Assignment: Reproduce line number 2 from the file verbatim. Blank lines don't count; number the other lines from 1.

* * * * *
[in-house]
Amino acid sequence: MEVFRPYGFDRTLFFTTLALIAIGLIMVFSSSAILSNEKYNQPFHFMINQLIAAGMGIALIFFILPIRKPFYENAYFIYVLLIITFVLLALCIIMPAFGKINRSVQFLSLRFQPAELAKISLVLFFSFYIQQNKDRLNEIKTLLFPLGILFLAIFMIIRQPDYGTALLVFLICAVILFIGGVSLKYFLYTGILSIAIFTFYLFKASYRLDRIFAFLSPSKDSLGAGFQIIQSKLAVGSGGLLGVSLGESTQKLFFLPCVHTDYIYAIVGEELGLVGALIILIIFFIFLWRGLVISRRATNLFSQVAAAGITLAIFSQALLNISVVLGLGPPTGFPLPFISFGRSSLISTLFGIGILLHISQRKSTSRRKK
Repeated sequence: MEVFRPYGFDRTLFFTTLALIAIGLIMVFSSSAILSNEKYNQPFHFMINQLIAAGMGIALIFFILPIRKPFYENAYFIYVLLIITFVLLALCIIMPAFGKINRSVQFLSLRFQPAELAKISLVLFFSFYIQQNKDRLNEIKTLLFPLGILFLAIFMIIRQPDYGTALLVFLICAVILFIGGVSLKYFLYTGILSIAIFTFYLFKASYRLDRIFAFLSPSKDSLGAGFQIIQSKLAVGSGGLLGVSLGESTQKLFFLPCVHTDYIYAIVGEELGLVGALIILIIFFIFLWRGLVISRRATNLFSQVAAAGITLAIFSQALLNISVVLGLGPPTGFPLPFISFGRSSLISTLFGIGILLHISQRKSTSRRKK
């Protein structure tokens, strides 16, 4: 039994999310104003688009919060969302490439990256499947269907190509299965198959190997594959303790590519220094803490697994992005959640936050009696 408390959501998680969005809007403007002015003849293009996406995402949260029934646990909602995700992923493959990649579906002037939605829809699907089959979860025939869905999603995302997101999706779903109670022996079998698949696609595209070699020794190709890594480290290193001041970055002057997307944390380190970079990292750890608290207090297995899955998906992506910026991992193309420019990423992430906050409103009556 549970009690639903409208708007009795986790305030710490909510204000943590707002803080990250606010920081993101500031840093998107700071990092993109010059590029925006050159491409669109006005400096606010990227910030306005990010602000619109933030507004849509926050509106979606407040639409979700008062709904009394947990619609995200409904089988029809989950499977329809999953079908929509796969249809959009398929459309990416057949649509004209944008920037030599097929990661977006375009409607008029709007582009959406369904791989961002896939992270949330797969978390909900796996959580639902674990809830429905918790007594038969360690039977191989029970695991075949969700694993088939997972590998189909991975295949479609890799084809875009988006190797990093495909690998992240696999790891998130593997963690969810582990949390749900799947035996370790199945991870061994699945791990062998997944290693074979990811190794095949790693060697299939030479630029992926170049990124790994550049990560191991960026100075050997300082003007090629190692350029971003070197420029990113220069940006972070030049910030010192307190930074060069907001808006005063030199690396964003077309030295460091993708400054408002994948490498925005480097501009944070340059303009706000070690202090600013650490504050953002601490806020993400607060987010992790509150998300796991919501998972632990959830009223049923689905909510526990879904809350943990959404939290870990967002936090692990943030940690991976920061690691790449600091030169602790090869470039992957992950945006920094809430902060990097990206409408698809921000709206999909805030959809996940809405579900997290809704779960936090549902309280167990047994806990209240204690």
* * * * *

Amino acid sequence: MEVFRPYGFDRTLFFTTLALIAIGLIMVFSSSAILSNEKYNQPFHFMINQLIAAGMGIALIFFILPIRKPFYENAYFIYVLLIITFVLLALCIIMPAFGKINRSVQFLSLRFQPAELAKISLVLFFSFYIQQNKDRLNEIKTLLFPLGILFLAIFMIIRQPDYGTALLVFLICAVILFIGGVSLKYFLYTGILSIAIFTFYLFKASYRLDRIFAFLSPSKDSLGAGFQIIQSKLAVGSGGLLGVSLGESTQKLFFLPCVHTDYIYAIVGEELGLVGALIILIIFFIFLWRGLVISRRATNLFSQVAAAGITLAIFSQALLNISVVLGLGPPTGFPLPFISFGRSSLISTLFGIGILLHISQRKSTSRRKK